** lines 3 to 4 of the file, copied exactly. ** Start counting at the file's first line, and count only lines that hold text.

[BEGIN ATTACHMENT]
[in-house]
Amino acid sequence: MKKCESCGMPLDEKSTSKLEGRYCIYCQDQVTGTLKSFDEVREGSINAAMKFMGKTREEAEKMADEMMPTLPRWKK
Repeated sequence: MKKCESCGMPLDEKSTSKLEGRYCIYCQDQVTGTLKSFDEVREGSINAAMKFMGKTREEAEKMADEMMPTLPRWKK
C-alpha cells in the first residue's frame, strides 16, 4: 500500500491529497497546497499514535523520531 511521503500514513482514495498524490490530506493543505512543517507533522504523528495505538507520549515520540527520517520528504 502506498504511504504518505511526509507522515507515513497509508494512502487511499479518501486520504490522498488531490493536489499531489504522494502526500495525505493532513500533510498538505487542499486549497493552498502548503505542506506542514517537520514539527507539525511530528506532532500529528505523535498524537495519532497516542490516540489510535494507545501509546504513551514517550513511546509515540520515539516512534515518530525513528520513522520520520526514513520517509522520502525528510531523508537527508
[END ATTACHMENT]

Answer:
Repeated sequence: MKKCESCGMPLDEKSTSKLEGRYCIYCQDQVTGTLKSFDEVREGSINAAMKFMGKTREEAEKMADEMMPTLPRWKK
C-alpha cells in the first residue's frame, strides 16, 4: 500500500491529497497546497499514535523520531 511521503500514513482514495498524490490530506493543505512543517507533522504523528495505538507520549515520540527520517520528504 502506498504511504504518505511526509507522515507515513497509508494512502487511499479518501486520504490522498488531490493536489499531489504522494502526500495525505493532513500533510498538505487542499486549497493552498502548503505542506506542514517537520514539527507539525511530528506532532500529528505523535498524537495519532497516542490516540489510535494507545501509546504513551514517550513511546509515540520515539516512534515518530525513528520513522520520520526514513520517509522520502525528510531523508537527508